Judges Hearing Arguments on Obama Law Appointed by Democrats
All three judges that will hear Tuesday's arguments on the constitutionality of President Obama's health care law were appointed by Democratic presidents, including two by Obama himself.
The U.S. Court of Appeals for the Fourth Circuit made the announcement shortly before the trial started, even though the case has been scheduled for months. Judges Diana Motz, the senior member of the panel, was appointed to the bench by President Bill Clinton in 1994. Andre Davis and James Wynn were appointed by Obama.
The hearing in Richmond is the first appellate review of Obama's signature legislation passed last year, and combines two cases. The first case was brought by Liberty University, and the second case was brought by the government after losing to Virginia Attorney General Ken Cuccinell.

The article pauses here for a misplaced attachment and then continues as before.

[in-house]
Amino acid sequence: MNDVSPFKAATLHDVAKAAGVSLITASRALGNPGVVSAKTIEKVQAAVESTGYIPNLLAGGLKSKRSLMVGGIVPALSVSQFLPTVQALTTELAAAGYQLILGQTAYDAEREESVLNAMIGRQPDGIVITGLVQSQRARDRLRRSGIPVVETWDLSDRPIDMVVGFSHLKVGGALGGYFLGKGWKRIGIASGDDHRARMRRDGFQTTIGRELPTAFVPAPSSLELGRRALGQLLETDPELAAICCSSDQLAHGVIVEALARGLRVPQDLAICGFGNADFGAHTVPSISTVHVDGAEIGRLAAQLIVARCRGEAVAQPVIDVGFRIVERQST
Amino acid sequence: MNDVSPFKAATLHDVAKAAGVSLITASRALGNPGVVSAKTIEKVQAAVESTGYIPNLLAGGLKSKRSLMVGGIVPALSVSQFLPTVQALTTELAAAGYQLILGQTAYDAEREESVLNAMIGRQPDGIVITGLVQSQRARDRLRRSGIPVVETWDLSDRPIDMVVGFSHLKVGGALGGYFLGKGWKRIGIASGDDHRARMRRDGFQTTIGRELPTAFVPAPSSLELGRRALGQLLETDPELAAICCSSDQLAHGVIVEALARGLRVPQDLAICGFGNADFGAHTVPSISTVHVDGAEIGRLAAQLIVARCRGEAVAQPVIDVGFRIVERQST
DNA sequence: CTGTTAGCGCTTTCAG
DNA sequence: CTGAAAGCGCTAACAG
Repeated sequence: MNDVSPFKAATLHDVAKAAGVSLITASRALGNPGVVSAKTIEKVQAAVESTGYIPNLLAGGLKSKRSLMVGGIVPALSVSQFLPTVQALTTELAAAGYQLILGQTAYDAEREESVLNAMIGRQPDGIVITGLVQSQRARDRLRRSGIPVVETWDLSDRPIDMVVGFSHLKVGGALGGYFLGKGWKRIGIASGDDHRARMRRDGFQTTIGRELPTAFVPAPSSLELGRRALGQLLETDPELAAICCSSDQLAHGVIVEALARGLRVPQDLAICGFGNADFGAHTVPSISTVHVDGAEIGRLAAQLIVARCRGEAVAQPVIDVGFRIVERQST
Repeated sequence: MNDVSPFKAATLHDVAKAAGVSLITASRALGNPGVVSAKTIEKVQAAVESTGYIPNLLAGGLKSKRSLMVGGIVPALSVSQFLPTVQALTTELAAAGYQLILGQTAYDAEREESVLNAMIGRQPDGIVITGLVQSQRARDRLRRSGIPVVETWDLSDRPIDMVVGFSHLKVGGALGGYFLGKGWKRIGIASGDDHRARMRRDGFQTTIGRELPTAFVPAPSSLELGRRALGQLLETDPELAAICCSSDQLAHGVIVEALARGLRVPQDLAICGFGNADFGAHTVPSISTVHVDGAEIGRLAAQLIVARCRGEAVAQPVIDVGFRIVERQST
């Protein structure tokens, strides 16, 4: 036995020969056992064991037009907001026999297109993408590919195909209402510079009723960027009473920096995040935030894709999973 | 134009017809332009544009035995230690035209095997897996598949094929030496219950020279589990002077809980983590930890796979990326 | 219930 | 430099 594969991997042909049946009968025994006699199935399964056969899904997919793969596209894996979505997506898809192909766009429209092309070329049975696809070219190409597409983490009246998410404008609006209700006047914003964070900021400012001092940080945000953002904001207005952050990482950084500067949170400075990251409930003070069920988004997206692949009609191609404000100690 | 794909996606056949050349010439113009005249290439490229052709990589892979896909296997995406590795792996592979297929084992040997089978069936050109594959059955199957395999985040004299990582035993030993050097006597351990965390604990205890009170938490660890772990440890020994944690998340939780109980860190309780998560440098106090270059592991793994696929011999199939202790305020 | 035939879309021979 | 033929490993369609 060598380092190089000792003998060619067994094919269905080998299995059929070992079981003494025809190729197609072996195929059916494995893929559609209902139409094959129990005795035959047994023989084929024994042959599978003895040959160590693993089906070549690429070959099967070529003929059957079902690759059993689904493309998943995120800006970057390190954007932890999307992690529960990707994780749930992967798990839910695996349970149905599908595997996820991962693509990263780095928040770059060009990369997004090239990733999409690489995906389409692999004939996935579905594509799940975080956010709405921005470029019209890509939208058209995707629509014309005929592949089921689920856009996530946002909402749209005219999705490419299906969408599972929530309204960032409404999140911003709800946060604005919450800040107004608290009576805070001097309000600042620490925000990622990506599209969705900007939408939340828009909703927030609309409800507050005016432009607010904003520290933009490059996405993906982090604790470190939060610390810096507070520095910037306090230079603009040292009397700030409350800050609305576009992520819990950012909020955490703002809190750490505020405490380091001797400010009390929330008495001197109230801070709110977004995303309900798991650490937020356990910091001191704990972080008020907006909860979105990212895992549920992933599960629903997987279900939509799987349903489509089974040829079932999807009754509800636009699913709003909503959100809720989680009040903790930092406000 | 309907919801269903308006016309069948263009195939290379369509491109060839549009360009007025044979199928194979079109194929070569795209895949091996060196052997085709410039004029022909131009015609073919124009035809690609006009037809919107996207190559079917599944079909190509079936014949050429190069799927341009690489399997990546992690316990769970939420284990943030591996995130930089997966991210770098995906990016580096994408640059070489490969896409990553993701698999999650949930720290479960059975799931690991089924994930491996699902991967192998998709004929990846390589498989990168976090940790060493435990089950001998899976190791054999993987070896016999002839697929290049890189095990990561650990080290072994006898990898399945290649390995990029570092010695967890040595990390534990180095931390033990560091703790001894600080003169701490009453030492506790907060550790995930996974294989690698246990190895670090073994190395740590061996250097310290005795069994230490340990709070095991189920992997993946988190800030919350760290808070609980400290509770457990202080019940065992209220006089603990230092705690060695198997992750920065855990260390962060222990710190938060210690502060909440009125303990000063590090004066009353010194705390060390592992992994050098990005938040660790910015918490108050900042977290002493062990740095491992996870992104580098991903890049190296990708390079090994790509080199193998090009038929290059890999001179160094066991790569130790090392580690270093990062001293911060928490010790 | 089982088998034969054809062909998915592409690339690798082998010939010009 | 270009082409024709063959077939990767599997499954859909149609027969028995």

The judges were randomly selected by computer a couple of months ago. They have presumably been reading briefs in the case ever since. The full 14 member Fourth Circuit is evenly split between Republican and Democratic judges, but only three judges hear any given case.
The fact that the judges are Democratic appointees doesn't mean they'll decide to uphold the law in the end, but this has been one of the most bitterly partisan issues around the country in recent memory.